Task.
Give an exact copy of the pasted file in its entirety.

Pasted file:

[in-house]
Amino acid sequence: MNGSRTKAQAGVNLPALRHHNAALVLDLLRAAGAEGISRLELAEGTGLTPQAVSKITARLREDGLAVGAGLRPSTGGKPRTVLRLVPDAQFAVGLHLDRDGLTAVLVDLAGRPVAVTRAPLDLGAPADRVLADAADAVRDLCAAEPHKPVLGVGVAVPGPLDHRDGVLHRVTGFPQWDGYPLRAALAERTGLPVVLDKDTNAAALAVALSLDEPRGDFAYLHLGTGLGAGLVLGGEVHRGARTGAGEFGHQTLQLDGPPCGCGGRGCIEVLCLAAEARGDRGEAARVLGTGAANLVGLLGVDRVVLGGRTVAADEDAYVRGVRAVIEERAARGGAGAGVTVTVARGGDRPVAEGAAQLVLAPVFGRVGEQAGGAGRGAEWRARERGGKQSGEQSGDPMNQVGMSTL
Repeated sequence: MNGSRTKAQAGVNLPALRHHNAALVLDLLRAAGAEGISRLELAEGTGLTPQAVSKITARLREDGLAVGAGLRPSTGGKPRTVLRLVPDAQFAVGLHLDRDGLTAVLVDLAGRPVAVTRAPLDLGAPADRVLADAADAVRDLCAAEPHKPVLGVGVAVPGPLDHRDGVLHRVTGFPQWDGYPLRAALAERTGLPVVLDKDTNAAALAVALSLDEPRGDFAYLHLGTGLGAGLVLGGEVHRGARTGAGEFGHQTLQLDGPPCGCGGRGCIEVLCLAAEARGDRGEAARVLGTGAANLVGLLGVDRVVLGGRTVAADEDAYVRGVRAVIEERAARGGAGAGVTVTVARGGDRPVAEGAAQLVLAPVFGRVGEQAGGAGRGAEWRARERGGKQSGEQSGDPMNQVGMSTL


[in-house]
Amino acid sequence: MNGSRTKAQAGVNLPALRHHNAALVLDLLRAAGAEGISRLELAEGTGLTPQAVSKITARLREDGLAVGAGLRPSTGGKPRTVLRLVPDAQFAVGLHLDRDGLTAVLVDLAGRPVAVTRAPLDLGAPADRVLADAADAVRDLCAAEPHKPVLGVGVAVPGPLDHRDGVLHRVTGFPQWDGYPLRAALAERTGLPVVLDKDTNAAALAVALSLDEPRGDFAYLHLGTGLGAGLVLGGEVHRGARTGAGEFGHQTLQLDGPPCGCGGRGCIEVLCLAAEARGDRGEAARVLGTGAANLVGLLGVDRVVLGGRTVAADEDAYVRGVRAVIEERAARGGAGAGVTVTVARGGDRPVAEGAAQLVLAPVFGRVGEQAGGAGRGAEWRARERGGKQSGEQSGDPMNQVGMSTL
Repeated sequence: MNGSRTKAQAGVNLPALRHHNAALVLDLLRAAGAEGISRLELAEGTGLTPQAVSKITARLREDGLAVGAGLRPSTGGKPRTVLRLVPDAQFAVGLHLDRDGLTAVLVDLAGRPVAVTRAPLDLGAPADRVLADAADAVRDLCAAEPHKPVLGVGVAVPGPLDHRDGVLHRVTGFPQWDGYPLRAALAERTGLPVVLDKDTNAAALAVALSLDEPRGDFAYLHLGTGLGAGLVLGGEVHRGARTGAGEFGHQTLQLDGPPCGCGGRGCIEVLCLAAEARGDRGEAARVLGTGAANLVGLLGVDRVVLGGRTVAADEDAYVRGVRAVIEERAARGGAGAGVTVTVARGGDRPVAEGAAQLVLAPVFGRVGEQAGGAGRGAEWRARERGGKQSGEQSGDPMNQVGMSTL